Three open source products are aiming to reduce the barrier to entry for customers wishing to build native mobile applications using Web development skills alone. These products are PhoneGap, Rhomobile, and Appcelerator's Titanium Mobile.
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Rhomobile, selected Best Startup at Interop 2009, lets developers use HTML and Ruby to create native iPhone, BlackBerry, Windows Mobile, Symbian, and Android applications. Rhomobile currently supports GPS, contacts, and camera functionality with plans to add SMS, push, audio/video capture, and accelerometer support. Rhomobile is licensed under the GPLv3. This means you'll have to open source your mobile application when it's ready to be distributed, or pay for a commercial Rhomobile license.
Rhomobile is the odd man out with a license that forces developers and companies to pay for a license or open source their own mobile application. Unless Rhomobile delivers more productivity than Titanium or PhoneGap, I foresee Rhomobile facing challenges with developer adoption.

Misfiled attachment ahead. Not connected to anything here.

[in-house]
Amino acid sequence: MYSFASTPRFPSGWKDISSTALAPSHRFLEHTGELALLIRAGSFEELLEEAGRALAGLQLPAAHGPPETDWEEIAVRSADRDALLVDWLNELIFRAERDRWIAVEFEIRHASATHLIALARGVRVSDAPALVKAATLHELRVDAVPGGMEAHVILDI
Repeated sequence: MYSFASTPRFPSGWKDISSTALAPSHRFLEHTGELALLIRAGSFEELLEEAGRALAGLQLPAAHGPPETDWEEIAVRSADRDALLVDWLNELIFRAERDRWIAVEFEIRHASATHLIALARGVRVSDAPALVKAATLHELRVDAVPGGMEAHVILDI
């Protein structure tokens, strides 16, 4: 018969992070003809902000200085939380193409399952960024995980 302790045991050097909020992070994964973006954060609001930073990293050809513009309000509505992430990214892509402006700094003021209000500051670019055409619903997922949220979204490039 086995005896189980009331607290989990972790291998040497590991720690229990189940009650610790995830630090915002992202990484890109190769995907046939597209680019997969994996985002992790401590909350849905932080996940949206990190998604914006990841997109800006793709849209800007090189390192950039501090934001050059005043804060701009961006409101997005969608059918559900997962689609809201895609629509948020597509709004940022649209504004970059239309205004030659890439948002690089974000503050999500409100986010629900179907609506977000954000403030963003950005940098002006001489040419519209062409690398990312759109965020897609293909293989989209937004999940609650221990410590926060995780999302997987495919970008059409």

The GPL works fine with developers, ISVs, and partners when the majority of open source competitors are also using the GPL. But in the face of two competitors using liberal BSD-based licenses, the GPL is definitely a hindrance to developer adoption. And I'd argue that developer adoption today will differentiate between leaders and also-rans in 12 to 18 months.
Have you used any of these products? What do you think?
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p.s.: I should state: "The postings on this site are my own and don't necessarily represent IBM's positions, strategies, or opinions."